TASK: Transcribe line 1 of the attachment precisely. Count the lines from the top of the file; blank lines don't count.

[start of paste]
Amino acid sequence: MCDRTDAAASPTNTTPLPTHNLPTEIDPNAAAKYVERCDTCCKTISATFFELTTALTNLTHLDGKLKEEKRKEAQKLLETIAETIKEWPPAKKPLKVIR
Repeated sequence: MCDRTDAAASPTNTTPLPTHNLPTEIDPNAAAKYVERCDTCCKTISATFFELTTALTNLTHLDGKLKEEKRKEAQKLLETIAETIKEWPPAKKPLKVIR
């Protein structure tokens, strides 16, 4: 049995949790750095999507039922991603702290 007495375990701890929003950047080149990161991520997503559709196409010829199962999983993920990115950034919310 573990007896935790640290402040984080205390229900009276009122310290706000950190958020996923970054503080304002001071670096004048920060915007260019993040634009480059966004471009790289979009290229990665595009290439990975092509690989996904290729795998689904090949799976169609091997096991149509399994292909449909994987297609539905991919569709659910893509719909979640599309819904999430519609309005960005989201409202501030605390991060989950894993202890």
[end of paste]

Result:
Amino acid sequence: MCDRTDAAASPTNTTPLPTHNLPTEIDPNAAAKYVERCDTCCKTISATFFELTTALTNLTHLDGKLKEEKRKEAQKLLETIAETIKEWPPAKKPLKVIR